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Manuel Gouveia, Jr.

Manuel Gouveia, Jr.
On October 15, 1914, an unprotected cruiser, the German gunboat Geier, entered Honolulu Harbor. Under neutrality regulations, a warship could remain in Honolulu’s port for 24 hours. However, the ship’s captain was granted three weeks in port to attend to repairs of the boilers and machinery.

On the morning of October 21, a Japanese battleship, the Hizen, patroled the seas just outside the three-mile safety zone off the coast.  It patrolled until November 7th, when the repaired ship was interned in Honolulu rather than taking to sea to battle the waiting Japanese ships.
The internments of the Geier and another German ship, the Locksun, were used by Germany to show that the U.S. favored the Allies.
On January 31, 1917, Germany withdrew its previous policy by announcing its submarines would sink all ships including those from neutral countries within the previously safe zone off the coasts of Great Britain, France, Italy and the eastern Mediterranean.  On Feb 3, 1917, the U.S. Ambassador was recalled from Germany and diplomatic relations between the two countries were broken.
These international events were being played out in Honolulu.  Beginning on January 31, smoke rose from the funnels of the interned German ship Geier.  On the morning of February 4, the smoke continued to rise from its decks, but the crew refused to extinguish or allow others to extinguish the fire.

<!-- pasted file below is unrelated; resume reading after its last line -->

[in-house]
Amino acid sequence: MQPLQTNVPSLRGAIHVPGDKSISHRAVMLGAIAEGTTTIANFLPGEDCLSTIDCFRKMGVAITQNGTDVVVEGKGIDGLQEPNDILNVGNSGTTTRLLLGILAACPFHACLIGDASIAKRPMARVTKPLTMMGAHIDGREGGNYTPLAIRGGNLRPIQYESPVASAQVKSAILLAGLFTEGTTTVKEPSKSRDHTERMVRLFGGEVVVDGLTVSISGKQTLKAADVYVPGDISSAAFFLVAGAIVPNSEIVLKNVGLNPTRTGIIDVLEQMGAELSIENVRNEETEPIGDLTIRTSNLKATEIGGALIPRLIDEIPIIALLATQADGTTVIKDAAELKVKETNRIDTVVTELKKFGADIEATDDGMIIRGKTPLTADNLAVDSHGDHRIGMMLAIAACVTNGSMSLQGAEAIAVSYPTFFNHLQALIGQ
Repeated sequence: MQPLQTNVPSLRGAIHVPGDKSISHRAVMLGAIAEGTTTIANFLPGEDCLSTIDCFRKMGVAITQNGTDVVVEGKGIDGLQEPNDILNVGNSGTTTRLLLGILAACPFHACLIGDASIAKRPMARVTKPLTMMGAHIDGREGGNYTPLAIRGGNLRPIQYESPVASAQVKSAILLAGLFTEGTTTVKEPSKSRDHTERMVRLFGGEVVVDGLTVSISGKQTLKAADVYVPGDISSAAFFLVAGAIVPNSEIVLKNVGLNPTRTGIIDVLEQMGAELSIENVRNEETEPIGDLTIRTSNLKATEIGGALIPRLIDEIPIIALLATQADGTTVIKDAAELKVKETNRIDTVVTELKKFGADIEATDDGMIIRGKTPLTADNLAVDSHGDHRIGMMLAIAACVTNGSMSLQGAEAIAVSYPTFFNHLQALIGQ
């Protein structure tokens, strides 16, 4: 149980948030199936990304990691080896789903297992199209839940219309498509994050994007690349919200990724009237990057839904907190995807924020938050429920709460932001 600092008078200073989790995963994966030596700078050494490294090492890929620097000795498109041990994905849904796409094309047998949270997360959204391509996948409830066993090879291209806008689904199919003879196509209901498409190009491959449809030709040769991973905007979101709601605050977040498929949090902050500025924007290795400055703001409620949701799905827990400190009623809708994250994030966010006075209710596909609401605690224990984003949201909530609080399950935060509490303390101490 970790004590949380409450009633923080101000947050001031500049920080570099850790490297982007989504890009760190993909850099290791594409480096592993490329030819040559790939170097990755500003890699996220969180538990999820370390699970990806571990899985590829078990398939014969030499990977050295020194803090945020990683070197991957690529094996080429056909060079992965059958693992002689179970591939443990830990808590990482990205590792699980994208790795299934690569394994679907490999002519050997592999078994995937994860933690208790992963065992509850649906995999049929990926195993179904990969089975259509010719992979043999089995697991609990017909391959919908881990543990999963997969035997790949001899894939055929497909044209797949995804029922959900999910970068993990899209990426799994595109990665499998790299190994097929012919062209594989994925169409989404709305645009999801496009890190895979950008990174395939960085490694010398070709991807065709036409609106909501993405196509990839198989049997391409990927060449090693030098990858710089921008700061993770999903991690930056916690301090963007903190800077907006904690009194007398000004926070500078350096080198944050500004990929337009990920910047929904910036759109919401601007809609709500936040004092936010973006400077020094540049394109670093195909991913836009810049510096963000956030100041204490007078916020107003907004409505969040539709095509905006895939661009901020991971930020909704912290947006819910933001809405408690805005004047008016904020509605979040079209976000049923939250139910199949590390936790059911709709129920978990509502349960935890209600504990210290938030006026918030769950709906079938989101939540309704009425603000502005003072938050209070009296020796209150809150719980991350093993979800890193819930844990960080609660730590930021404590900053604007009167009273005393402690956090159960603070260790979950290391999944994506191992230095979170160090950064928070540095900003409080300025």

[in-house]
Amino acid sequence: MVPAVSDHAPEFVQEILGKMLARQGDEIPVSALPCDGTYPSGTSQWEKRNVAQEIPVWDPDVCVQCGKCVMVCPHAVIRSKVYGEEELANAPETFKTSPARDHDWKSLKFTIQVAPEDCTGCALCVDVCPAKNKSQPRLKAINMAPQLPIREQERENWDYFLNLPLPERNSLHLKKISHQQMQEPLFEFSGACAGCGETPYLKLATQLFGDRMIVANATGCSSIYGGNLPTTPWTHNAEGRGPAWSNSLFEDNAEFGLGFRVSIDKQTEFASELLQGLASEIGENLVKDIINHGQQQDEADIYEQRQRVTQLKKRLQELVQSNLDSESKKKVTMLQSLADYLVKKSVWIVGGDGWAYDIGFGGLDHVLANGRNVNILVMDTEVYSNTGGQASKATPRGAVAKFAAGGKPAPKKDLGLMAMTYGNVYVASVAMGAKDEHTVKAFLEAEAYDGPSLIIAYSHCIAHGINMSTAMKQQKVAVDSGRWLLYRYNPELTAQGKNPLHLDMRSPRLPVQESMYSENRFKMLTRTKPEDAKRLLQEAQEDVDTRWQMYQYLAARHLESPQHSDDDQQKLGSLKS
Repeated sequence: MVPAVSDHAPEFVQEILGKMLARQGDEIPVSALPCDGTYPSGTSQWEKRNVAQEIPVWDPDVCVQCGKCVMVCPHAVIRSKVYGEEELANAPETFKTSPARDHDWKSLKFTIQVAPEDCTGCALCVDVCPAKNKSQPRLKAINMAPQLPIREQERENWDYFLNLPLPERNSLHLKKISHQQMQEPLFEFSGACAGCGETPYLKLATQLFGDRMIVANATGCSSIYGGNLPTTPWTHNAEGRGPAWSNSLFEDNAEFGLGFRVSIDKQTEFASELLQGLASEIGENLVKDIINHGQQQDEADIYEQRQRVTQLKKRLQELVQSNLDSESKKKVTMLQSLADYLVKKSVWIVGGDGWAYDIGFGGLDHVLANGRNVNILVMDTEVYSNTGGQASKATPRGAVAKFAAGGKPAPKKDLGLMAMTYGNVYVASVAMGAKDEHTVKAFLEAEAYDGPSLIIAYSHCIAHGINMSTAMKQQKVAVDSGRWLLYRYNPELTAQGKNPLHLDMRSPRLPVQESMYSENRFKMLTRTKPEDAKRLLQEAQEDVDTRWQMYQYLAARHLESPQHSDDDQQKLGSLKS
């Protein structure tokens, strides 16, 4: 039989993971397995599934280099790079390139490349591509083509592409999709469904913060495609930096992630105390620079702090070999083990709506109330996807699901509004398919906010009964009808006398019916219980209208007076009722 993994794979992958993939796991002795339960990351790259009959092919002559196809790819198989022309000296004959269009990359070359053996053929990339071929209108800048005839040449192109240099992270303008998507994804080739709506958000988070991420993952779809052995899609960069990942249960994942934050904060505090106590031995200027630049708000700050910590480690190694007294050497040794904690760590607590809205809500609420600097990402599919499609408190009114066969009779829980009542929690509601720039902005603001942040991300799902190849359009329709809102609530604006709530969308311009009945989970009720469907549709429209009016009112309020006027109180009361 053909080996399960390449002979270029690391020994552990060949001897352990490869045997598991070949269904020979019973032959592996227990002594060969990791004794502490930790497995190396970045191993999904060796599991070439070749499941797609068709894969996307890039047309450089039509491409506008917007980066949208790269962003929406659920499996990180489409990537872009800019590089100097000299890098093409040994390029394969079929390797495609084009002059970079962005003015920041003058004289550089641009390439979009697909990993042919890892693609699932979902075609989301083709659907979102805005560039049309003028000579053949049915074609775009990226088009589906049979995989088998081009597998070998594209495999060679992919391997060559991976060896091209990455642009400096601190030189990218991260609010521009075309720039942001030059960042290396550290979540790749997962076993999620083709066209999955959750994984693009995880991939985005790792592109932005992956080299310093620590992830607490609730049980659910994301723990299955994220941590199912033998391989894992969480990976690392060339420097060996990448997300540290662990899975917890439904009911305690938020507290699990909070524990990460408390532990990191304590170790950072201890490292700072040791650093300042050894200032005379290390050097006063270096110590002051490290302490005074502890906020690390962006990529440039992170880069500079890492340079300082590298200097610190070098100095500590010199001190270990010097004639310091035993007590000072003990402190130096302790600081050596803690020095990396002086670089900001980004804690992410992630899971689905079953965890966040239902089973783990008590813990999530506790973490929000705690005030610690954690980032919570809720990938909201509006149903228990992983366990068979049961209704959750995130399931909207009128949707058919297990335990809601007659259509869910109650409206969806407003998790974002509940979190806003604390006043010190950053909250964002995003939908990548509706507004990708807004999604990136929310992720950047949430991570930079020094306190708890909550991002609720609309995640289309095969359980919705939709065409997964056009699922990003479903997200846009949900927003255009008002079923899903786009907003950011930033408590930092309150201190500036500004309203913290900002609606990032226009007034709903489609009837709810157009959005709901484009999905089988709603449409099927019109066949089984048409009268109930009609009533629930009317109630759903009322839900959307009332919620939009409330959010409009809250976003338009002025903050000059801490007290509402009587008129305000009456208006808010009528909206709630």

Captain George Clark of the U.S. 14th Naval District boarded the vessel and after a conference received the surrender of the ship from its Captain.  The crew was interned at the immigration station until Washington D.C. ordered them to be released and the custody of the ship returned.
On April 5, the U.S. finally took possession of the German ships, interning their crews once again at the immigration station.  After months of anxiety of having enemy ships so close to the civilian center of the territory, the takeover was long overdue.
The Geier was recommissioned as a U.S. Navy ship and renamed after Carl Schurz, a German-born immigrant who became a distinguished American citizen, Secretary of the Interior and war veteran.
Several Hawaii-born sailors served on the Carl Schurz which sailed to the Atlantic in late 1917.  On June 18, 1918, while patrolling off the coast of North Carolina, the Carl Schurz collided with the steamer Florida.  The U.S. ship that was once interned in Honolulu sank taking with her a son of Hawaii: Manuel Gouveia, Jr.
These international events were being played out in Honolulu.  Beginning on January 31, smoke rose from the funnels of the interned German ship Geier.  On the morning of February 4, the smoke continued to rise from its decks, but the crew refused to extinguish or allow others to extinguish the fire.
Captain George Clark of the U.S. 14th Naval District boarded the vessel and after a conference received the surrender of the ship from its Captain.  The crew was interned at the immigration station until Washington D.C. ordered them to be released and the custody of the ship returned.
On April 5, the U.S. finally took possession of the German ships, interning their crews once again at the immigration station.  After months of anxiety of having enemy ships so close to the civilian center of the territory, the takeover was long overdue.
The Geier was recommissioned as a U.S. Navy ship and renamed after Carl Schurz.  Schurz was a German-born immigrant who became a distinguished American citizen, Secretary of the Interior and war veteran.
Several Hawaii-born sailors served on the Carl Schurz which sailed to the Atlantic in late 1917.  On June 18, 1918, while patrolling off the coast of North Carolina, the Carl Schurz collided with the steamer Florida.  The U.S. ship that was once interned in Honolulu sank taking with her a son of Hawaii: Manuel Gouveia, Jr.
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